Registration quality filtering improves robustness of voxel-wise analyses to the choice of brain template

Research output: Contribution to journalArticlepeer-review

Abstract

Motivation: Many clinical and scientific conclusions that rely on voxel-wise analyses of neuroimaging depend on the accurate comparison of corresponding anatomical regions. Such comparisons are made possible by registration of the images of subjects of interest onto a common brain template, such as the Johns Hopkins University (JHU) template. However, current image registration algorithms are prone to errors that are distributed in a template-dependent manner. Therefore, the results of voxel-wise analyses can be sensitive to template choice. Despite this problem, the issue of appropriate template choice for voxel-wise analyses is not generally addressed in contemporary neuroimaging studies, which may lead to the reporting of spurious results. Results: We present a novel approach to determine the suitability of a brain template for voxel-wise analysis. The approach is based on computing a “distance” between automatically-generated atlases of the subjects of interest and templates that is indicative of the extent of subject-to-template registration errors. This allows for the filtering of subjects and candidate templates based on a quantitative measure of registration quality. We benchmark our approach by evaluating alternative templates for a voxel-wise analysis that reproduces the well-known decline in fractional anisotropy (FA) with age. Our results show that filtering registrations minimizes errors and decreases the sensitivity of voxel-wise analysis to template choice. In addition to carrying important implications for future neuroimaging studies, the developed framework of template induction can be used to evaluate robustness of data analysis methods to template choice.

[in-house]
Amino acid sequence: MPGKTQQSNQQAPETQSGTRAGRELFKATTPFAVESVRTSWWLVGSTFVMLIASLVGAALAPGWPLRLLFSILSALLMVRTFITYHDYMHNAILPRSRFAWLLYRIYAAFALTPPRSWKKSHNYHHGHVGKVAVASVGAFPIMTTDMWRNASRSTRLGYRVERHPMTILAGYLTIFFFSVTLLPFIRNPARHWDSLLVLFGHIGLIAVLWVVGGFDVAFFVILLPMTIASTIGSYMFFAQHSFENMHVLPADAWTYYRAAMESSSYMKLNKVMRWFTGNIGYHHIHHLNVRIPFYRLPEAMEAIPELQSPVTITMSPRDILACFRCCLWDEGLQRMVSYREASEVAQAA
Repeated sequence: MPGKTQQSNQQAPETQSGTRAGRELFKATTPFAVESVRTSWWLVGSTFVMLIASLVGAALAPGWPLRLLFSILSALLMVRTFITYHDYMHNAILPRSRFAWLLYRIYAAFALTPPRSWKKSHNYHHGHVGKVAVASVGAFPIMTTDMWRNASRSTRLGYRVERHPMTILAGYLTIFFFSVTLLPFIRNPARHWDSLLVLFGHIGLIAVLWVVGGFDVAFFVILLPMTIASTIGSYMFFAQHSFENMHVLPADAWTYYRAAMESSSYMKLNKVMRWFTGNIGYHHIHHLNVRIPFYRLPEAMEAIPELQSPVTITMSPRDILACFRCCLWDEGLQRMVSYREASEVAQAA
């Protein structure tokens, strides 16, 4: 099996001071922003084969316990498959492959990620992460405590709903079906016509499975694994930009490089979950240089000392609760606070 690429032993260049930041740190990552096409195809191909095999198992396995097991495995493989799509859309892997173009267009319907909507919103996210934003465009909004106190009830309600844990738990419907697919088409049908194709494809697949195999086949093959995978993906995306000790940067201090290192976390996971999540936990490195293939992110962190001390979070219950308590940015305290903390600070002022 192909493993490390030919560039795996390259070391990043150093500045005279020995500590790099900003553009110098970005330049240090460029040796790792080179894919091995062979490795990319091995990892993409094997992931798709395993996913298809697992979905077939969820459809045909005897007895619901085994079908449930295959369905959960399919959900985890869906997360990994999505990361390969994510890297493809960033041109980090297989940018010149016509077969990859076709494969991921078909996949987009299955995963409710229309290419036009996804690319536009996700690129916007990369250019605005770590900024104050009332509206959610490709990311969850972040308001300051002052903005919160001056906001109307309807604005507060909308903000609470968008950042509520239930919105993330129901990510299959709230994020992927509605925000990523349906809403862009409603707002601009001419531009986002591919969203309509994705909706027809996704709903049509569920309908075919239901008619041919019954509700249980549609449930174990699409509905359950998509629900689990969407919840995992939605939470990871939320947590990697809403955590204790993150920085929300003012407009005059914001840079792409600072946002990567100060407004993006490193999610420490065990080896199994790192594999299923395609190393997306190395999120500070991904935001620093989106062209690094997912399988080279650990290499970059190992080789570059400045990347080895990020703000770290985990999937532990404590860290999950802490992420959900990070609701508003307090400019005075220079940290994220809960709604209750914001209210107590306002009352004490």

Original languageEnglish (US)
Article number117657
JournalNeuroImage
Volume227
DOIs
StatePublished - Feb 15 2021

Keywords

  • Brain template
  • Image registration
  • Subject-specific analysis
  • Voxel-wise analysis

ASJC Scopus subject areas

  • Neurology
  • Cognitive Neuroscience

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